Co-administration of simeprevir with single doses of cyclosporine or tacrolimus was "generally safe and well tolerated in healthy volunteers," the researchers concluded. "Changes observed in [pharmacokinetic] parameters of cyclosporine and tacrolimus were not clinically relevant."
No dose adjustment of cyclosporine or tacrolimus would be required if administered with simeprevir, they suggested, but "concentrations of both immunosuppressive agents should be monitored according to standard clinical practice."
Ouwerkerk-Mahadevan noted that this study had been done in preparation for clinical trials of simeprevir in transplant recipients, but such studies are not yet underway.
At this year's Retrovirus conference in March, Ouwerkerk-Mahadevan reported findings from a drug-drug interaction study of simeprevir and widely used antiretroviral drugs in healthy volunteers, in preparation for clinical trials of simeprevir in HIV/HCV coinfected patients.
They concluded that no dose adjustments are needed when combining simeprevir with rilpivirine (Edurant), tenofovir (Viread), or raltegravir (Isentress), but co-administration with efavirenz (Sustiva) is not recommended.
Finally, a poster presentation by the Janssen team last week showed that simeprevir has no clinically relevantpharmacokinetic interactions with oral contraceptive pills containing ethinylestradiol and norethindrone, which are also metabolized by CYP3A4. This finding is important because women participating in hepatitis C treatment trials must use effective contraception because ribavirin can cause birth defects.
While interferon-based therapy with new direct-acting agents remains necessary for many people with hepatitis C, excitement at the Liver Meeting largely focused on interferon-free regimens.
Simeprevir co-developer Medivir announced in September that a Phase 2 trial, now recruiting, is looking at an all-oral regimen of simeprevir plus the investigational non-nucleoside HCV polymerase inhibitor TMC647055 boosted with ritonavir, with or without ribavirin (www.clinicaltrials.gov/ct2/show/NCT01724086). This study will enroll treatment-naive patients with HCV genotype 1, as well as prior relapsers and null responders.
In a press release issued earlier this month, Medivir said that other Phase 2 trials in the works will test interferon-free oral regimens of simeprevir plus Bristol-Myers Squibb's NS5A inhibitor daclatasvir (www.clinicaltrials.gov/ct2/show/NCT01628692), Gilead Science'snucleotide analog polymerase inhibitor sofosbuvir (GS-7977), or Vertex’s nucleotide analog VX-135 (also known as ALS-2200), all in genotype 1 patients.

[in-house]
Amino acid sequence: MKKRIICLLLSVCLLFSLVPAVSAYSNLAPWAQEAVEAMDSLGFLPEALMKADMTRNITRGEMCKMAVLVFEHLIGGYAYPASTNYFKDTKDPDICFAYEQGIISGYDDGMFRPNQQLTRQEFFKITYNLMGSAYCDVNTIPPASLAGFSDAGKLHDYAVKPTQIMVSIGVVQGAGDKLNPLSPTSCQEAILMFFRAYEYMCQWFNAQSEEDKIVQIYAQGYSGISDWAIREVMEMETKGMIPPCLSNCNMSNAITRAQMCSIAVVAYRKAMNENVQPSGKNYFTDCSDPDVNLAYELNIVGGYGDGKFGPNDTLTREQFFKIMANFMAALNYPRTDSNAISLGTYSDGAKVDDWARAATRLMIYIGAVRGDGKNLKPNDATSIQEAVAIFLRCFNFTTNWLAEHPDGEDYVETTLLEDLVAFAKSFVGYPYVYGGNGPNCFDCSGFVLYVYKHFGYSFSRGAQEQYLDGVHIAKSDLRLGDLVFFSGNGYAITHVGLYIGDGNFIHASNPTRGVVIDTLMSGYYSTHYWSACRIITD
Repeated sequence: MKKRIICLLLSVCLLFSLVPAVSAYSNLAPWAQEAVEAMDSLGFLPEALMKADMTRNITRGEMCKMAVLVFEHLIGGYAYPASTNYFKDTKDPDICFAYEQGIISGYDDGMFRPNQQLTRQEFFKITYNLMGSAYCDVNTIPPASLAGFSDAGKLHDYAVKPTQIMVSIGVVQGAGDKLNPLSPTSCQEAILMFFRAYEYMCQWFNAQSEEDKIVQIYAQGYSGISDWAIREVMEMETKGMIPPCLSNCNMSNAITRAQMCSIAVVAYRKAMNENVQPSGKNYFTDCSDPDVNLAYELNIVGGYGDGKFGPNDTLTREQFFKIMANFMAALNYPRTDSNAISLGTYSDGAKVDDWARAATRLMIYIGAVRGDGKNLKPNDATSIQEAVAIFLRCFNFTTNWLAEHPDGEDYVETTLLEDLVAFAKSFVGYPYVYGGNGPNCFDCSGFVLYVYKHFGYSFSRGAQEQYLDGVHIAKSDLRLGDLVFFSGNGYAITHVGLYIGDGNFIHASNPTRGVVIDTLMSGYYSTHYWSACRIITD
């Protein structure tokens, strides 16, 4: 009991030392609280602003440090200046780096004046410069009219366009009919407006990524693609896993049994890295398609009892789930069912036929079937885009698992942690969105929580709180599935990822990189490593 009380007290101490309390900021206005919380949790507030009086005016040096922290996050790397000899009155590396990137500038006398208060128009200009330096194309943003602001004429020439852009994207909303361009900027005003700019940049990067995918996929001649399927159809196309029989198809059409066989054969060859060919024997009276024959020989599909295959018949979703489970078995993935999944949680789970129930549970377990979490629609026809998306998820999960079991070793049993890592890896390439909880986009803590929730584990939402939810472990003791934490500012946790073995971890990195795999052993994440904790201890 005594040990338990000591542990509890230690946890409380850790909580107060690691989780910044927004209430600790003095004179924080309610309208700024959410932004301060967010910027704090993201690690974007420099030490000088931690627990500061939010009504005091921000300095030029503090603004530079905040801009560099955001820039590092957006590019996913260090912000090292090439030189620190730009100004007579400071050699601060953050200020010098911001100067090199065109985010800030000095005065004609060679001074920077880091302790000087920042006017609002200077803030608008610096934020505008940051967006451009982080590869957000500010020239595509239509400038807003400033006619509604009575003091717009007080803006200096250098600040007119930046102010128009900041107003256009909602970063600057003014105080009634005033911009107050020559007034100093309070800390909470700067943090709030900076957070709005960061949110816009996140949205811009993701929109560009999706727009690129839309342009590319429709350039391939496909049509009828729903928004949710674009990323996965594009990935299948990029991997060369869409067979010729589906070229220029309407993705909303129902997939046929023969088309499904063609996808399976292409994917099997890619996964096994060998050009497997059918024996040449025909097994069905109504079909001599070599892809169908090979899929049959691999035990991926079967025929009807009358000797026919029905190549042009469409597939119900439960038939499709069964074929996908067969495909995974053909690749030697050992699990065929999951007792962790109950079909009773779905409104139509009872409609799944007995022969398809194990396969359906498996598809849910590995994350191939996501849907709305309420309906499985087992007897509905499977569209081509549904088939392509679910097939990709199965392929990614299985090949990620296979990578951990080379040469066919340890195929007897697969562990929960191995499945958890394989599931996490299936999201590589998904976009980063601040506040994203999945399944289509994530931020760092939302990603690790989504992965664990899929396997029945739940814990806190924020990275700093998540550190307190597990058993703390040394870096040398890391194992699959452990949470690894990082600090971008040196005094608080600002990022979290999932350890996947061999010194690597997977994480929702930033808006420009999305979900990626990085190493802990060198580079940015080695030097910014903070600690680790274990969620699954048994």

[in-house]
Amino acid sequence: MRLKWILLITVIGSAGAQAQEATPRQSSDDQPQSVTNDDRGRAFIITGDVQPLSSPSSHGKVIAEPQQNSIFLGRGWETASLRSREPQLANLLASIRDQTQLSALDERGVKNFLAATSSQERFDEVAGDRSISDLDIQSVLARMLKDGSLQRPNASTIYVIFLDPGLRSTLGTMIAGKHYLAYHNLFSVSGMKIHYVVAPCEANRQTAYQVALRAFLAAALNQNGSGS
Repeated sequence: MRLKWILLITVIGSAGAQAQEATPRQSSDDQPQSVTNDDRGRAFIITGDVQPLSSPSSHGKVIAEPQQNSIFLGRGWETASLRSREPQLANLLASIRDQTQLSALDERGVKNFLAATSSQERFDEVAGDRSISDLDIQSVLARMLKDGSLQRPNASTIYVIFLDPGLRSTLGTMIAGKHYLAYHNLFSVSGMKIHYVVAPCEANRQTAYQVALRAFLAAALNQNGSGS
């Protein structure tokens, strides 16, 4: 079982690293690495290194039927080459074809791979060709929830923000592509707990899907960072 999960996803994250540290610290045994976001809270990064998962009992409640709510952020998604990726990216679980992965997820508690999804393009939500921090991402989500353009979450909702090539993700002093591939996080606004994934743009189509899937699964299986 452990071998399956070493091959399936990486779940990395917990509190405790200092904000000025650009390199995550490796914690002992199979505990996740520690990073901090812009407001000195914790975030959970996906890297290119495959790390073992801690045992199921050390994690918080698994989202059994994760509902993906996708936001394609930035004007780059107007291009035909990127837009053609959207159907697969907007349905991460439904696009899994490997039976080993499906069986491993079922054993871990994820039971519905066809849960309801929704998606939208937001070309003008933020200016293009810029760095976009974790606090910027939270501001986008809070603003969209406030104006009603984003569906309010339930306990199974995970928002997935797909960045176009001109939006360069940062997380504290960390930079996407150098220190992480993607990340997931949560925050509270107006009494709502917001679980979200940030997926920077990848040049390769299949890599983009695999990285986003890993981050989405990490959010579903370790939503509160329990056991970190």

F Poordad, MW Fried, S Zeuzem,et al. Efficacy and tolerability of TMC435 150 mg once daily with peginterferon α-2a and ribavirin for treatment of HCV genotype 1 infection in patients with Metavir score F3 and F4 (PILLAR and ASPIRE trials). 63rd Annual Meeting of the American Association for the Study of Liver Diseases (AASLD 2012). Boston, November 9-13, 2012. Abstract 83.
MW Fried, F Poordad, S Zeuzem, et al. Safety and tolerability of TMC435 in combination with peginterferon α-2a and ribavirin for treatment of HCV genotype 1 infection in treatment-naive and -experienced patients (PILLAR and ASPIRE trials). 63rd Annual Meeting of the American Association for the Study of Liver Diseases (AASLD 2012). Boston, November 9-13, 2012. Abstract 769.
S Ouwerkerk-Mahadevan, A Simion, S Mortier, et al. No clinically significant interaction between the investigational HCV protease inhibitor TMC435 and the immunosuppressives cyclosporine and tacrolimus. 63rd Annual Meeting of the American Association for the Study of Liver Diseases (AASLD 2012). Boston, November 9-13, 2012. Abstract 80.
S Ouwerkerk-Mahadevan, M Beumont, KF Spittaels, et al. No pharmacokinetic interaction between the investigational HCV protease inhibitor TMC435 and an oral contraceptive containing ethinylestradiol and norethindrone. 63rd Annual Meeting of the American Association for the Study of Liver Diseases (AASLD 2012). Boston, November 9-13, 2012. Abstract 773.
Janssen Pharmaceuticals. Efficacy and Safety Data from Phase 2B Trials of Janssen’s Simeprevir in Hepatitis C Patients with Advanced Fibrosis of the Liver Presented at Annual Meeting of the American Association for the Study of Liver Diseases. Press release. November 10, 2012.
Medivir AB. Medivir announces a phase II all-oral study of Simeprevir (TMC435) and VX-135 for the treatment of Hepatitis C to be conducted by Janssen and Vertex. Press release. November 1, 2012.